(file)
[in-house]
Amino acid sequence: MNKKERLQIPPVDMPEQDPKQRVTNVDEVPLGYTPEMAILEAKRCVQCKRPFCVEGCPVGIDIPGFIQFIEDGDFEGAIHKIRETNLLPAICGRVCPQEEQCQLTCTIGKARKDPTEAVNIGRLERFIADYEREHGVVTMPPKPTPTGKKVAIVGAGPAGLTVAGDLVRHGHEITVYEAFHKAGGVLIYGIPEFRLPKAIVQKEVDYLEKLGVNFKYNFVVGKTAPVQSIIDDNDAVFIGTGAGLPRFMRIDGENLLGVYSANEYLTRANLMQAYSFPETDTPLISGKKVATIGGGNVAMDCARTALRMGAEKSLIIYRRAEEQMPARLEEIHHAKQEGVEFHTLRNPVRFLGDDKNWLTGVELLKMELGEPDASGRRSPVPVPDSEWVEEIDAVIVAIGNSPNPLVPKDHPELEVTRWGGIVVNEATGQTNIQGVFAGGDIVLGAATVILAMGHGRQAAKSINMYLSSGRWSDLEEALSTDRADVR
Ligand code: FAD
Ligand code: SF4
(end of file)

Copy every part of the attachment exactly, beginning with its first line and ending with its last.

[in-house]
Amino acid sequence: MNKKERLQIPPVDMPEQDPKQRVTNVDEVPLGYTPEMAILEAKRCVQCKRPFCVEGCPVGIDIPGFIQFIEDGDFEGAIHKIRETNLLPAICGRVCPQEEQCQLTCTIGKARKDPTEAVNIGRLERFIADYEREHGVVTMPPKPTPTGKKVAIVGAGPAGLTVAGDLVRHGHEITVYEAFHKAGGVLIYGIPEFRLPKAIVQKEVDYLEKLGVNFKYNFVVGKTAPVQSIIDDNDAVFIGTGAGLPRFMRIDGENLLGVYSANEYLTRANLMQAYSFPETDTPLISGKKVATIGGGNVAMDCARTALRMGAEKSLIIYRRAEEQMPARLEEIHHAKQEGVEFHTLRNPVRFLGDDKNWLTGVELLKMELGEPDASGRRSPVPVPDSEWVEEIDAVIVAIGNSPNPLVPKDHPELEVTRWGGIVVNEATGQTNIQGVFAGGDIVLGAATVILAMGHGRQAAKSINMYLSSGRWSDLEEALSTDRADVR
Ligand code: FAD
Ligand code: SF4